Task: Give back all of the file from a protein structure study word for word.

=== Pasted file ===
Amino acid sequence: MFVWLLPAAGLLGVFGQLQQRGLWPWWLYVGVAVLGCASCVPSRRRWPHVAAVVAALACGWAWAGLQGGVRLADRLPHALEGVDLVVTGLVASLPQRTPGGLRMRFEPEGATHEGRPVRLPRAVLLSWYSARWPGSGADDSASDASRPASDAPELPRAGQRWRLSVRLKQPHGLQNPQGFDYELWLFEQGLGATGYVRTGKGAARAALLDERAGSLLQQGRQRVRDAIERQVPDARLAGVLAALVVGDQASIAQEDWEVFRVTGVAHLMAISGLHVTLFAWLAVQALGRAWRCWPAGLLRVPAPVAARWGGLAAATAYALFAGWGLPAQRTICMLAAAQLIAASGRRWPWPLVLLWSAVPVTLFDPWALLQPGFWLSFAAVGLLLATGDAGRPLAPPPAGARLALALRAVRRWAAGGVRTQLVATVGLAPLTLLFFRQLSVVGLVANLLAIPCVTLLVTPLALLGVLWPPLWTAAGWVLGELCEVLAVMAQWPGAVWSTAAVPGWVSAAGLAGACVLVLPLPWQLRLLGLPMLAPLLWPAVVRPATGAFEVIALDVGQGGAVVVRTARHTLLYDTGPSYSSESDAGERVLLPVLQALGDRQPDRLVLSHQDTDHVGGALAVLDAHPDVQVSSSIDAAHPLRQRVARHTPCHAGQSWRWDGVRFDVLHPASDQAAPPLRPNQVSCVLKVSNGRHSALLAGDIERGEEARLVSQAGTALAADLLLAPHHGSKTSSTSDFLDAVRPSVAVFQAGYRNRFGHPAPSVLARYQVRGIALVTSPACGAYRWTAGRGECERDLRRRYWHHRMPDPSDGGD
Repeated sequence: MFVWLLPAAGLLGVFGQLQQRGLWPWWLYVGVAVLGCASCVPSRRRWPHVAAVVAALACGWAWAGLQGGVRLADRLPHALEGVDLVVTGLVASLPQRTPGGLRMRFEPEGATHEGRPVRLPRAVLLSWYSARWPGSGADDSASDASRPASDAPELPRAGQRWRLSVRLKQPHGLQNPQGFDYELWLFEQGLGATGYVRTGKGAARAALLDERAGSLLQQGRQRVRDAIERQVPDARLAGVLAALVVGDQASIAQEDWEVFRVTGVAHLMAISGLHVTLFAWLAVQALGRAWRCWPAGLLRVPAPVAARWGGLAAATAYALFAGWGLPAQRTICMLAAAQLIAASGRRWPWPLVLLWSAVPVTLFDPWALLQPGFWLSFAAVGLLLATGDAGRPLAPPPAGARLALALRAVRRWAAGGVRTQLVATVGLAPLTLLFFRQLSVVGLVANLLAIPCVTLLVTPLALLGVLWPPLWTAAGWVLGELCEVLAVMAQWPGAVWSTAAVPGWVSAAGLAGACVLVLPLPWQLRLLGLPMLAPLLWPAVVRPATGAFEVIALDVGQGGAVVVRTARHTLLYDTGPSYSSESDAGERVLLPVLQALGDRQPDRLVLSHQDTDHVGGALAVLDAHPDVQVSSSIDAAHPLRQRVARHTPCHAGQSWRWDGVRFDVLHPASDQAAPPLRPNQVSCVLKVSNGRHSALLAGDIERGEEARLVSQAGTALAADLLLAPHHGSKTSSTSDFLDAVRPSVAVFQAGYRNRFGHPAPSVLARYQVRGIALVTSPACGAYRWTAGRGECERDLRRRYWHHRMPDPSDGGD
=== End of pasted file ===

Amino acid sequence: MFVWLLPAAGLLGVFGQLQQRGLWPWWLYVGVAVLGCASCVPSRRRWPHVAAVVAALACGWAWAGLQGGVRLADRLPHALEGVDLVVTGLVASLPQRTPGGLRMRFEPEGATHEGRPVRLPRAVLLSWYSARWPGSGADDSASDASRPASDAPELPRAGQRWRLSVRLKQPHGLQNPQGFDYELWLFEQGLGATGYVRTGKGAARAALLDERAGSLLQQGRQRVRDAIERQVPDARLAGVLAALVVGDQASIAQEDWEVFRVTGVAHLMAISGLHVTLFAWLAVQALGRAWRCWPAGLLRVPAPVAARWGGLAAATAYALFAGWGLPAQRTICMLAAAQLIAASGRRWPWPLVLLWSAVPVTLFDPWALLQPGFWLSFAAVGLLLATGDAGRPLAPPPAGARLALALRAVRRWAAGGVRTQLVATVGLAPLTLLFFRQLSVVGLVANLLAIPCVTLLVTPLALLGVLWPPLWTAAGWVLGELCEVLAVMAQWPGAVWSTAAVPGWVSAAGLAGACVLVLPLPWQLRLLGLPMLAPLLWPAVVRPATGAFEVIALDVGQGGAVVVRTARHTLLYDTGPSYSSESDAGERVLLPVLQALGDRQPDRLVLSHQDTDHVGGALAVLDAHPDVQVSSSIDAAHPLRQRVARHTPCHAGQSWRWDGVRFDVLHPASDQAAPPLRPNQVSCVLKVSNGRHSALLAGDIERGEEARLVSQAGTALAADLLLAPHHGSKTSSTSDFLDAVRPSVAVFQAGYRNRFGHPAPSVLARYQVRGIALVTSPACGAYRWTAGRGECERDLRRRYWHHRMPDPSDGGD
Repeated sequence: MFVWLLPAAGLLGVFGQLQQRGLWPWWLYVGVAVLGCASCVPSRRRWPHVAAVVAALACGWAWAGLQGGVRLADRLPHALEGVDLVVTGLVASLPQRTPGGLRMRFEPEGATHEGRPVRLPRAVLLSWYSARWPGSGADDSASDASRPASDAPELPRAGQRWRLSVRLKQPHGLQNPQGFDYELWLFEQGLGATGYVRTGKGAARAALLDERAGSLLQQGRQRVRDAIERQVPDARLAGVLAALVVGDQASIAQEDWEVFRVTGVAHLMAISGLHVTLFAWLAVQALGRAWRCWPAGLLRVPAPVAARWGGLAAATAYALFAGWGLPAQRTICMLAAAQLIAASGRRWPWPLVLLWSAVPVTLFDPWALLQPGFWLSFAAVGLLLATGDAGRPLAPPPAGARLALALRAVRRWAAGGVRTQLVATVGLAPLTLLFFRQLSVVGLVANLLAIPCVTLLVTPLALLGVLWPPLWTAAGWVLGELCEVLAVMAQWPGAVWSTAAVPGWVSAAGLAGACVLVLPLPWQLRLLGLPMLAPLLWPAVVRPATGAFEVIALDVGQGGAVVVRTARHTLLYDTGPSYSSESDAGERVLLPVLQALGDRQPDRLVLSHQDTDHVGGALAVLDAHPDVQVSSSIDAAHPLRQRVARHTPCHAGQSWRWDGVRFDVLHPASDQAAPPLRPNQVSCVLKVSNGRHSALLAGDIERGEEARLVSQAGTALAADLLLAPHHGSKTSSTSDFLDAVRPSVAVFQAGYRNRFGHPAPSVLARYQVRGIALVTSPACGAYRWTAGRGECERDLRRRYWHHRMPDPSDGGD